From Richard Hachel@21:1/5 to All on Wed Sep 20 12:50:24 2023
New or revolutionary notions must be introduced into the world with great caution.
The main thing you need to do well is explain things correctly.
We must not be like Python, who, after having consumed three bottles of
whiskey when I recommended coffee, begins to say incomprehensible things
in public.
Is there “really” a relativity of times?
The question is very good.
You say no, and you take the example of the muon evolving at 0.995c (we
can also take the meson evolving at 0.9995c with γ =31.63), there is no variation of the proper time, and in in a sense, you are right, if we
admit that the half-life of a µ meson is 25.5 nanoseconds, it is 25.5 nanoseconds
in all repositories.
It is absurd to think that placed elsewhere, let's say a rocket, it will
start to claim, like Macron, that its half-life will increase to 26.6
instead of 25.5 depending on the increase in the price of a barrel of oil,
if on the contrary we postulated "all the frames of reference are equal
and the laws of physics are the same".
The same thing for two rockets moving away from me, one to the right, the
other to the left, at 0.5c.
We know that between them, they move away at Vo=0.8/c (law of composition
of speeds), and therefore that they
should perceive events three times longer (let's not forget the
longitudinal Doppler effect).
We know, however, that the same event in one rocket will obviously last
the same time in both rockets (since they are the same). Everything
therefore only acts in relative mode, and "in relation to".
In this sense, proper time is constant. Let us experiment wherever we
want, the own half-life
of the µ meson will always be the same, and the film on my screen will
always last 1h30.
I think everyone agrees on that.
But beware.
Yes and no.
Baby steps concept.
The great genius in relativity is knowing how to do little baby steps, and explaining things at the same time to the big names, physics professors,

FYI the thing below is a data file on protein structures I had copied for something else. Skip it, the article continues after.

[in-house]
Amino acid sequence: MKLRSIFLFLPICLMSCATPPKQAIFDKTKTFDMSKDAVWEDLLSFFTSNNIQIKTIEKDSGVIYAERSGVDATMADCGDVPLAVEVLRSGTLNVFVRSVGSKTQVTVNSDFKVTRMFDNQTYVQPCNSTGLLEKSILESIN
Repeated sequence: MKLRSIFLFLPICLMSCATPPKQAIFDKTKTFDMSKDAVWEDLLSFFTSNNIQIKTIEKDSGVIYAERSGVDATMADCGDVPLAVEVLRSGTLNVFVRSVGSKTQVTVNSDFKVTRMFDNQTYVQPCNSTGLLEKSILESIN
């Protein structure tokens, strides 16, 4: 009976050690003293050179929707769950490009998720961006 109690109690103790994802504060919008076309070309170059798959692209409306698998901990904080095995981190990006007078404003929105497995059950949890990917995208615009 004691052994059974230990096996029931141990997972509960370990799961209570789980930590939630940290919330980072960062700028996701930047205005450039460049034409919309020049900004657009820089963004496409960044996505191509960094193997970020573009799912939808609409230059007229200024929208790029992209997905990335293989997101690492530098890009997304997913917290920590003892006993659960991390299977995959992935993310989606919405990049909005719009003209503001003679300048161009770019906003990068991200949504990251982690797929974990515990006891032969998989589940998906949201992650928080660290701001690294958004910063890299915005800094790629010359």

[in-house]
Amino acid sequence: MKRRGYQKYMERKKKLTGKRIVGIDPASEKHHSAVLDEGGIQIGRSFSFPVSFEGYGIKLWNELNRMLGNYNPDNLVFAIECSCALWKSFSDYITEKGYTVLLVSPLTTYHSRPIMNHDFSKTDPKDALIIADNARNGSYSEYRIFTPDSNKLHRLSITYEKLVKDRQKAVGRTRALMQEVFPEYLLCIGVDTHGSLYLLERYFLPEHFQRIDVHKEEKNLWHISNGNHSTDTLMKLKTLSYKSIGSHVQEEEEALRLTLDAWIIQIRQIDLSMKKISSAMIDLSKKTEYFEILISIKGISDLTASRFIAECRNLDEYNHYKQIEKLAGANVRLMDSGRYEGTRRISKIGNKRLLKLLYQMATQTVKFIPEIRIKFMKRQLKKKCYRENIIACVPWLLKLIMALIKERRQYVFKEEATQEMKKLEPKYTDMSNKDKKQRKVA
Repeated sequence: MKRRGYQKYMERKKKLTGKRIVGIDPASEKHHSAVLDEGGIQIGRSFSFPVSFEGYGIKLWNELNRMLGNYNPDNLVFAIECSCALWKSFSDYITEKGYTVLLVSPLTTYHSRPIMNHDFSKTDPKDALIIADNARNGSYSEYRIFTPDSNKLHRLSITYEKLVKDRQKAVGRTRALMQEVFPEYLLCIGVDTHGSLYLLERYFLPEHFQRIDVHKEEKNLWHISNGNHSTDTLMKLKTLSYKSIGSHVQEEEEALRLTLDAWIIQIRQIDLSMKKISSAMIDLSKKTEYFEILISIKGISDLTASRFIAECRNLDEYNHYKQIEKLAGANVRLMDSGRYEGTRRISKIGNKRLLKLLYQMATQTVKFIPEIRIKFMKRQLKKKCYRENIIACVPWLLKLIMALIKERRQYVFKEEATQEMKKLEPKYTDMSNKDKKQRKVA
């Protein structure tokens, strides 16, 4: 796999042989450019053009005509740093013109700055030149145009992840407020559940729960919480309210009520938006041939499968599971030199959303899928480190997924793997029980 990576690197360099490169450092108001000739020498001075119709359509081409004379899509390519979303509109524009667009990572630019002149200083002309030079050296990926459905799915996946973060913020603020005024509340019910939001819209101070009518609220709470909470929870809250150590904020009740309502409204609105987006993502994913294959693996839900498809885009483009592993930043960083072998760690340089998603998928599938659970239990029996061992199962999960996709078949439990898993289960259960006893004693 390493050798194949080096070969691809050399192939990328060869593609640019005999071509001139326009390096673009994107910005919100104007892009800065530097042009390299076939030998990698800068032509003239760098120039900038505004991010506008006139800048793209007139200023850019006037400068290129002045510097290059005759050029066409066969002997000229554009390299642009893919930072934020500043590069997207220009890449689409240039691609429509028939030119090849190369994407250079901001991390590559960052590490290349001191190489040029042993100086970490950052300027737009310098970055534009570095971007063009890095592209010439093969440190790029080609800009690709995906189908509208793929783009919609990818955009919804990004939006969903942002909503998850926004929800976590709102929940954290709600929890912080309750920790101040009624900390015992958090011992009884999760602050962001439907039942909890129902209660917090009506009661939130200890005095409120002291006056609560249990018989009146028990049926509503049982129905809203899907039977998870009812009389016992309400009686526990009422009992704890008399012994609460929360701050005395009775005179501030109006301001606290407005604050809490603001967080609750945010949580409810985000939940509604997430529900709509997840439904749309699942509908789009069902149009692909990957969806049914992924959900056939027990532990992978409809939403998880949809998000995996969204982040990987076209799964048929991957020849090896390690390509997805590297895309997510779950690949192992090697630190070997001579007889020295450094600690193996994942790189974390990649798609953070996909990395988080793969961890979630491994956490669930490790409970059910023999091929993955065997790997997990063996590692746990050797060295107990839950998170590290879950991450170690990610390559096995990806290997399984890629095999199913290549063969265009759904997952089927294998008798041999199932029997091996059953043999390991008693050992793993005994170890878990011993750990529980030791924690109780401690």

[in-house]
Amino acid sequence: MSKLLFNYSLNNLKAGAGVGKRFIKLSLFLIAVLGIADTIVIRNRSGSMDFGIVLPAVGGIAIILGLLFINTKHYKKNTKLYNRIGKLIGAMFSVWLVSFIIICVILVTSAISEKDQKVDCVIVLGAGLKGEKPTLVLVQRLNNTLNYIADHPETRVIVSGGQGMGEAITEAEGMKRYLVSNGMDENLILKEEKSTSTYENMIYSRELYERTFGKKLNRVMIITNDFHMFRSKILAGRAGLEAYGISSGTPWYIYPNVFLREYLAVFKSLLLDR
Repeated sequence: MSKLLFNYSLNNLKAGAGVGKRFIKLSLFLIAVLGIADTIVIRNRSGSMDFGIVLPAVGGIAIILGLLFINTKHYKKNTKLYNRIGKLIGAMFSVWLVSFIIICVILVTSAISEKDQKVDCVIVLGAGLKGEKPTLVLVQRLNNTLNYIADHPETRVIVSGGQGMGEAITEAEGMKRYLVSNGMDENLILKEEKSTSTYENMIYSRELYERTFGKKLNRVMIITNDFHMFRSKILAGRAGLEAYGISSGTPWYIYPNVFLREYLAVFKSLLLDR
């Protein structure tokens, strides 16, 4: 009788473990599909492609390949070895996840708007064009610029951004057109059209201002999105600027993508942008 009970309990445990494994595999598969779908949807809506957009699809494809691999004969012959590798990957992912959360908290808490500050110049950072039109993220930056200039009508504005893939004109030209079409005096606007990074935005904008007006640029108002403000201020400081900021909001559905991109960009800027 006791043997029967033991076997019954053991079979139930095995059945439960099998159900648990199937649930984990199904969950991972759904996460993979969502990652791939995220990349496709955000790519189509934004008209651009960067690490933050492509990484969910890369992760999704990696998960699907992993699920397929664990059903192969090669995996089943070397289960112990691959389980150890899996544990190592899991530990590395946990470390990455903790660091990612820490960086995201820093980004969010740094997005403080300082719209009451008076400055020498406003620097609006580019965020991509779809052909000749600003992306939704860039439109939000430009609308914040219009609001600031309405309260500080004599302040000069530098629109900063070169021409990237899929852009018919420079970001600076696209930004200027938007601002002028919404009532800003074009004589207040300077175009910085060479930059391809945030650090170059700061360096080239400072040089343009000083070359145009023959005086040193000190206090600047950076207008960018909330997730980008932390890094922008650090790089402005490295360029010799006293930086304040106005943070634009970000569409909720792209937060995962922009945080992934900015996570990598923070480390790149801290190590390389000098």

and to ordinary people, crank on the internet.
What about Stella's own time and Terrence's own time?
We know that for the two rockets evolving at 0.5c, and each making a loop
on its side relative to me, will return with the same age. It's a truism.
Even if they move at 0.8c between them.
But for Stella and Terrence, an anomaly will arise, because the two protagonists do not do the same thing, and for no possible examiner.
She comes back, she is 18 years old; he has 30.
There is indeed a real relativity of time there.
We need to clearly define what we are talking about. This is essential in relativity.
Otherwise it's all confusion. I was talking yesterday about the confusion
that physicists make between a segment of time in a frame of reference observing an accelerated movement for this frame of reference, and a
segment of time
in a frame of reference observing two accelerated movements between them.
There are two different equations to use for two different situations.
Physicists use the first for the second.
The first is:
ΔTo=ΔTr2.sqrt(1+2c²/ax2)-ΔTr1.sqrt(1+2c²/ax1)
the second is:
ΔTo=(Δx/c).sqrt(1+2c²/a[sqrt(x1)+sqrt(x2)]
The error, among them, is then colossal
The first equation should be used to, for example, calculate the time difference between
the return of a rocket moving over 11 light years, with an acceleration a,
and the return of another rocket, moving with the same acceleration but
over 12 light years.
In this their equation is good.
And physicists like Paul B. Andersen at sci.physics.relativity are right.
But if they imagine that the same equation is valid to calculate small
segments of time or instantaneous speeds on the same route between any two points A and B, they are wrong.
You have to use the equation that I gave, and the instantaneous speeds
that I gave.
Thank you for your distracted attention.
I say “distracted” because I know men, and their natural arrogance.
From Richard Hachel@21:1/5 to All on Thu Sep 21 09:10:33 2023
Le 20/09/2023 à 14:50, Richard Hachel a écrit :
There are two different equations to use for two different situations.
Physicists use the first for the second.
The first is:
ΔTo=ΔTr2.sqrt(1+2c²/ax2)-ΔTr1.sqrt(1+2c²/ax1)
the second is:
ΔTo=(Δx/c).sqrt(1+2c²/a[sqrt(x1)+sqrt(x2)]
The error, among them, is then colossal
Paul B. Andersen propose :
"therefore dtau = sqrt(dt^2 - dx^2) = dt/sqrt(1 + (at)^2), whose integral
is tau = (1/a)invsinh(at) = 3.139 years at t=12.915 years. Agreed?"
No, absolutely not.
Faire cette intégration, c'est ajouter, sans s'en rendre compte, des
carottes et des navets.
BUT, did he try to integrate the second equation which seems more correct
to use?